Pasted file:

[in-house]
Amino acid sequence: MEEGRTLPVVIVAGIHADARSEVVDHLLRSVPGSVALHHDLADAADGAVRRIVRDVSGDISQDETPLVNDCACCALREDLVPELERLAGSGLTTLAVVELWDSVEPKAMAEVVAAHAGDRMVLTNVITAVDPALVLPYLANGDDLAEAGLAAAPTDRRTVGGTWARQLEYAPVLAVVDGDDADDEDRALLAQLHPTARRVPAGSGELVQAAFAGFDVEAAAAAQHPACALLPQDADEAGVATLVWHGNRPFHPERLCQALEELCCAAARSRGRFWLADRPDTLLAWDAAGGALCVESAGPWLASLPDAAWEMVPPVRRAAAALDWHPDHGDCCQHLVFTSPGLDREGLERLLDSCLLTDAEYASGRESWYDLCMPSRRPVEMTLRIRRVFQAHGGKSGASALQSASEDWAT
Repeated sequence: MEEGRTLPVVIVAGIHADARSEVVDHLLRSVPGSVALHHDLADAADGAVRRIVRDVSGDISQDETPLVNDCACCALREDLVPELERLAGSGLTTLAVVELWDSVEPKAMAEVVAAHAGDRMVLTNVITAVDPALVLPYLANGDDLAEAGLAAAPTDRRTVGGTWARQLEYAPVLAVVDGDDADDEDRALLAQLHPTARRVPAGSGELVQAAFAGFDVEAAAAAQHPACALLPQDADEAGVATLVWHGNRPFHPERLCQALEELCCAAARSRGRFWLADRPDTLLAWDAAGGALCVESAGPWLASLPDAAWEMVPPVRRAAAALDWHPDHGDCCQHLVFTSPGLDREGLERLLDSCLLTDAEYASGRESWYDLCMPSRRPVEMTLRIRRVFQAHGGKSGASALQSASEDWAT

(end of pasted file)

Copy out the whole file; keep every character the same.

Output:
[in-house]
Amino acid sequence: MEEGRTLPVVIVAGIHADARSEVVDHLLRSVPGSVALHHDLADAADGAVRRIVRDVSGDISQDETPLVNDCACCALREDLVPELERLAGSGLTTLAVVELWDSVEPKAMAEVVAAHAGDRMVLTNVITAVDPALVLPYLANGDDLAEAGLAAAPTDRRTVGGTWARQLEYAPVLAVVDGDDADDEDRALLAQLHPTARRVPAGSGELVQAAFAGFDVEAAAAAQHPACALLPQDADEAGVATLVWHGNRPFHPERLCQALEELCCAAARSRGRFWLADRPDTLLAWDAAGGALCVESAGPWLASLPDAAWEMVPPVRRAAAALDWHPDHGDCCQHLVFTSPGLDREGLERLLDSCLLTDAEYASGRESWYDLCMPSRRPVEMTLRIRRVFQAHGGKSGASALQSASEDWAT
Repeated sequence: MEEGRTLPVVIVAGIHADARSEVVDHLLRSVPGSVALHHDLADAADGAVRRIVRDVSGDISQDETPLVNDCACCALREDLVPELERLAGSGLTTLAVVELWDSVEPKAMAEVVAAHAGDRMVLTNVITAVDPALVLPYLANGDDLAEAGLAAAPTDRRTVGGTWARQLEYAPVLAVVDGDDADDEDRALLAQLHPTARRVPAGSGELVQAAFAGFDVEAAAAAQHPACALLPQDADEAGVATLVWHGNRPFHPERLCQALEELCCAAARSRGRFWLADRPDTLLAWDAAGGALCVESAGPWLASLPDAAWEMVPPVRRAAAALDWHPDHGDCCQHLVFTSPGLDREGLERLLDSCLLTDAEYASGRESWYDLCMPSRRPVEMTLRIRRVFQAHGGKSGASALQSASEDWAT